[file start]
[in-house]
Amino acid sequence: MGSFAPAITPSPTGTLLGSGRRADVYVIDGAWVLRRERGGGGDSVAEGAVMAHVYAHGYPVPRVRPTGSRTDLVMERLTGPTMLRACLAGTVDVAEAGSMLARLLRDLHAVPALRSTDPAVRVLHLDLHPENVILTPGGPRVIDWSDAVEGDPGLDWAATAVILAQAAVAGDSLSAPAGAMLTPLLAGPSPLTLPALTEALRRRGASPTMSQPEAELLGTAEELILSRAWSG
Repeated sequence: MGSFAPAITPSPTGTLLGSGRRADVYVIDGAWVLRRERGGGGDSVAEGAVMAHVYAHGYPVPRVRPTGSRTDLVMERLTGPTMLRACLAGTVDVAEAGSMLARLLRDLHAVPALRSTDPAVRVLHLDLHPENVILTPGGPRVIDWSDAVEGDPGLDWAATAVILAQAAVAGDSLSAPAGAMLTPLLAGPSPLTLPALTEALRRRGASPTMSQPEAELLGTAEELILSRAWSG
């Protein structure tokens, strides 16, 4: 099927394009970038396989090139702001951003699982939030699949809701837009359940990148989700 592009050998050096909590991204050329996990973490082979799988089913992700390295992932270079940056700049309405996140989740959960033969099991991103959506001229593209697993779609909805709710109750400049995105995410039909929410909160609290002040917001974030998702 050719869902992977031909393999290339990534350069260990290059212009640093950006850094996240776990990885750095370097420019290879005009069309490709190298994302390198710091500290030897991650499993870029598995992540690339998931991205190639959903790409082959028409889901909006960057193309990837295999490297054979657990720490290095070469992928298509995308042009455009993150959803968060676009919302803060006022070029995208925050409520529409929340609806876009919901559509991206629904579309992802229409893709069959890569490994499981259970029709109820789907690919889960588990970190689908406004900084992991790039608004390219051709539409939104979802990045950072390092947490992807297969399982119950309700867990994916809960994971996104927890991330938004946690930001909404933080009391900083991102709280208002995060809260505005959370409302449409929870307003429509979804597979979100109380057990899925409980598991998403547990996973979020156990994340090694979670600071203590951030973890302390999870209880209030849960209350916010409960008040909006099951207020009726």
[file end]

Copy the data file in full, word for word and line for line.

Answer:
[in-house]
Amino acid sequence: MGSFAPAITPSPTGTLLGSGRRADVYVIDGAWVLRRERGGGGDSVAEGAVMAHVYAHGYPVPRVRPTGSRTDLVMERLTGPTMLRACLAGTVDVAEAGSMLARLLRDLHAVPALRSTDPAVRVLHLDLHPENVILTPGGPRVIDWSDAVEGDPGLDWAATAVILAQAAVAGDSLSAPAGAMLTPLLAGPSPLTLPALTEALRRRGASPTMSQPEAELLGTAEELILSRAWSG
Repeated sequence: MGSFAPAITPSPTGTLLGSGRRADVYVIDGAWVLRRERGGGGDSVAEGAVMAHVYAHGYPVPRVRPTGSRTDLVMERLTGPTMLRACLAGTVDVAEAGSMLARLLRDLHAVPALRSTDPAVRVLHLDLHPENVILTPGGPRVIDWSDAVEGDPGLDWAATAVILAQAAVAGDSLSAPAGAMLTPLLAGPSPLTLPALTEALRRRGASPTMSQPEAELLGTAEELILSRAWSG
């Protein structure tokens, strides 16, 4: 099927394009970038396989090139702001951003699982939030699949809701837009359940990148989700 592009050998050096909590991204050329996990973490082979799988089913992700390295992932270079940056700049309405996140989740959960033969099991991103959506001229593209697993779609909805709710109750400049995105995410039909929410909160609290002040917001974030998702 050719869902992977031909393999290339990534350069260990290059212009640093950006850094996240776990990885750095370097420019290879005009069309490709190298994302390198710091500290030897991650499993870029598995992540690339998931991205190639959903790409082959028409889901909006960057193309990837295999490297054979657990720490290095070469992928298509995308042009455009993150959803968060676009919302803060006022070029995208925050409520529409929340609806876009919901559509991206629904579309992802229409893709069959890569490994499981259970029709109820789907690919889960588990970190689908406004900084992991790039608004390219051709539409939104979802990045950072390092947490992807297969399982119950309700867990994916809960994971996104927890991330938004946690930001909404933080009391900083991102709280208002995060809260505005959370409302449409929870307003429509979804597979979100109380057990899925409980598991998403547990996973979020156990994340090694979670600071203590951030973890302390999870209880209030849960209350916010409960008040909006099951207020009726």